The Flintstones and Family Guy are the only animated series to be nominated for the award.

Outside the Big Three networks (ABC, CBS and NBC), Fox has won this award twice, with Ally McBeal and Arrested Development, cable network HBO has won this award four times, one with Sex and the City and three times with Veep and streaming service Amazon Video once for The Marvelous Mrs. Maisel.

Primetime Emmy Award for Outstanding Drama Series

This is a list of winners and nominees of the Primetime Emmy Award for Outstanding Drama Series, since its institution in 1951. The award is often cited as one of the "main awards" at the Emmys ceremonies and the final award presented at the ceremony, and has changed names many times in its history. It was first called Best Dramatic Show from 1951 to 1954, then Best Dramatic Series in 1955 and 1956. In 1957, no specific award for drama was given, but in 1958 the category was split into two separate categories, Best Dramatic Anthology Series, and Best Dramatic Series with Continuing Characters with a winner selected from each category. The following year, the category was differently split into two separate categories, Best Dramatic Series – Less Than One Hour. In 1960, the name was changed yet again to Outstanding Program Achievement in the Field of Drama; this name was kept from 1960 to 1964. In 1966, it had its sixth name change to Outstanding Dramatic Series or Outstanding Series-Drama; this was used from 1966 until recently, when it became Outstanding Drama Series.

In 1988, Rumpole of the Bailey (PBS) was initially nominated in the Outstanding Miniseries category but the Academy ruled that the nomination was not valid a few days later and later allowed the program to compete in the Outstanding Drama Series category.Since 2000, every single winner has been a serial drama: The West Wing (2000–2003), The Sopranos (2004, 2007), Lost (2005), 24 (2006), Mad Men (2008–2011), Homeland (2012), Breaking Bad (2013–2014), Game of Thrones (2015–2016, 2018), and The Handmaid's Tale (2017). Since the advent of Hill Street Blues in 1981, every winner has had some serialized arcs with the exception of Law & Order. The majority of these shows have won between their first and fifth seasons. Only two shows have won on their sixth season, Game of Thrones and The Sopranos, and two on its seventh, Law & Order and Game of Thrones.

Primetime Emmy Award for Outstanding Limited Series

The Primetime Emmy Award for Outstanding Limited Series represents excellence in the category of limited series that are two or more episodes with a total running time of at least 150 minutes. The program must tell a complete, non-recurring story, and not have an ongoing storyline or main characters in subsequent seasons.

Primetime Emmy Award for Outstanding Variety Series

The Primetime Emmy Award for Outstanding Variety Series was a category in the Primetime Emmy Awards. It was awarded annually to the best variety show or similarly formatted program of the year. The award was sometimes known by other names, such as “Outstanding Comedy-Variety or Music Program” and “Outstanding Variety, Music, or Comedy Series.”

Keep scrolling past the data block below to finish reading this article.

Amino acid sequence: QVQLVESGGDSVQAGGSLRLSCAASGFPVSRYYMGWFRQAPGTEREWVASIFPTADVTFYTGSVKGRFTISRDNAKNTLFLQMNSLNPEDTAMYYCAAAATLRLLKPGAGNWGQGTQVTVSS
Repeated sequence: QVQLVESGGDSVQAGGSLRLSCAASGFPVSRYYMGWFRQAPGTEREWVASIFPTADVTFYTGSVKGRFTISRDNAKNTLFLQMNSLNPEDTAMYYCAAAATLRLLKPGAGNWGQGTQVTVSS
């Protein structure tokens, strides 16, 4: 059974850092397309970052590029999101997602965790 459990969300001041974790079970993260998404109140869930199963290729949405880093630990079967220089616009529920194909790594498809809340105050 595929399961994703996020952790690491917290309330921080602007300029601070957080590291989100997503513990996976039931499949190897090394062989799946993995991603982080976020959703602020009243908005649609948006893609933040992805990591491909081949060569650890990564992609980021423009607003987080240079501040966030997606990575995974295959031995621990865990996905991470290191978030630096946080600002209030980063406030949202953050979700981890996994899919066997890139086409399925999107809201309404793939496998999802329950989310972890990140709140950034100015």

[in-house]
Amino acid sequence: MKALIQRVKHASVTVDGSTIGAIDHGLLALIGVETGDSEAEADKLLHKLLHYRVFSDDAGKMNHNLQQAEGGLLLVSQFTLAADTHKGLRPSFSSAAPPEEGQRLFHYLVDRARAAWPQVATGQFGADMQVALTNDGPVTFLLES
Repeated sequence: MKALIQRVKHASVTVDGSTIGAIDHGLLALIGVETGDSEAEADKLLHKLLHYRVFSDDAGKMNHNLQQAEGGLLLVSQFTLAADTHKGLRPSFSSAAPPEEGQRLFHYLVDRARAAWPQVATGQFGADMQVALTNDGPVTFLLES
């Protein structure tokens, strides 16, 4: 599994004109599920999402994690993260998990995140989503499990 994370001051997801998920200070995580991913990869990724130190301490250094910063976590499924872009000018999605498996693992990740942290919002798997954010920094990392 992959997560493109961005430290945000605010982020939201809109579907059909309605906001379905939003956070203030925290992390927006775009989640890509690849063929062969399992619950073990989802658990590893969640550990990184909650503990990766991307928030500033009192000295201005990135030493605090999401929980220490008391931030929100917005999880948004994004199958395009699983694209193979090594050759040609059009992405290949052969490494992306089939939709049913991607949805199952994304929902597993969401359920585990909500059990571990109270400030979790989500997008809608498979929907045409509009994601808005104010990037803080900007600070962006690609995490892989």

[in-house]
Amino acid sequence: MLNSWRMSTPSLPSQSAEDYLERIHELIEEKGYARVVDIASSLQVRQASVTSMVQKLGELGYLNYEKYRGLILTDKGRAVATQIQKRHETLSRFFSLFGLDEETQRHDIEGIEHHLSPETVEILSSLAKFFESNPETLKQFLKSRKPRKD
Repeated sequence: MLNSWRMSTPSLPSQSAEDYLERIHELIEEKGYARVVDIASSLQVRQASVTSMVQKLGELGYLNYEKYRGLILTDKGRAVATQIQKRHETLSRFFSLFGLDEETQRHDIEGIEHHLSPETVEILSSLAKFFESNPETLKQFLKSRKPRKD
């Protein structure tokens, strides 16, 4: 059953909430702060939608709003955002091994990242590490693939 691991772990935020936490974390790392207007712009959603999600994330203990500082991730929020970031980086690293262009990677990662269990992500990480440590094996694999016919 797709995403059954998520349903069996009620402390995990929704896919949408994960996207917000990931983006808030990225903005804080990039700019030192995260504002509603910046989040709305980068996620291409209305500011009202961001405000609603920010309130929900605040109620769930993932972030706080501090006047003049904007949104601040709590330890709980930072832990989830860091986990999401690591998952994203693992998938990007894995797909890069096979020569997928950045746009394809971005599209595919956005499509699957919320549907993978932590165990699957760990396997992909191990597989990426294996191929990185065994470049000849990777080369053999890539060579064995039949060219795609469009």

From 1979 to 1989 and in 1991, variety series and specials competed together. Single programs dominated as winners during this time until the Outstanding Variety Special category was formed. Since 1994, all of the winners in this category have been late-night talk shows.

The Daily Show with Jon Stewart won the award for ten years consecutively (2003–2012), the longest winning streak for a television show in Primetime Emmy Award history. In 2015, this category was separated into two categories – Outstanding Variety Sketch Series and Outstanding Variety Talk Series.

Ron Howard

Ronald William Howard (born March 1, 1954) is an American filmmaker and actor. Howard is best known for playing two high-profile roles in television sitcoms in his youth and directing a number of successful feature films later in his career.

Howard first came to prominence playing young Opie Taylor, the son of Sheriff Andy Taylor (played by Andy Griffith), in the sitcom The Andy Griffith Show from 1960 through 1968. During this time, he also appeared in the musical film The Music Man (1962) and the comedy film The Courtship of Eddie's Father (1963). In 1973, he played Steve Bolander in the classic coming of age film American Graffiti (1973). In 1974, Howard became a household name playing teenager Richie Cunningham in the sitcom Happy Days, continuing in the role for seven years. Howard continued making films during this time, appearing in the western film The Shootist (1976) and the comedy film Grand Theft Auto (1977), which he also directed.

In 1980, Howard left Happy Days to focus on directing. His films include the science-fiction/fantasy film Cocoon (1985), the historical docudrama Apollo 13 (1995) (earning him the Directors Guild of America award for Outstanding Directorial Achievement in Motion Pictures), the biographical drama A Beautiful Mind (2001) (earning him the Academy Award for Best Director and Academy Award for Best Picture), the thriller The Da Vinci Code (2006), the historical drama Frost/Nixon (2008) (nominated for Best Director and Best Picture Academy Awards) and Solo: A Star Wars Story (2018).

Since 2003, Howard has narrated the Fox (later Netflix) comedy series Arrested Development, on which he also served as an executive producer and played a semi-fictionalized version of himself.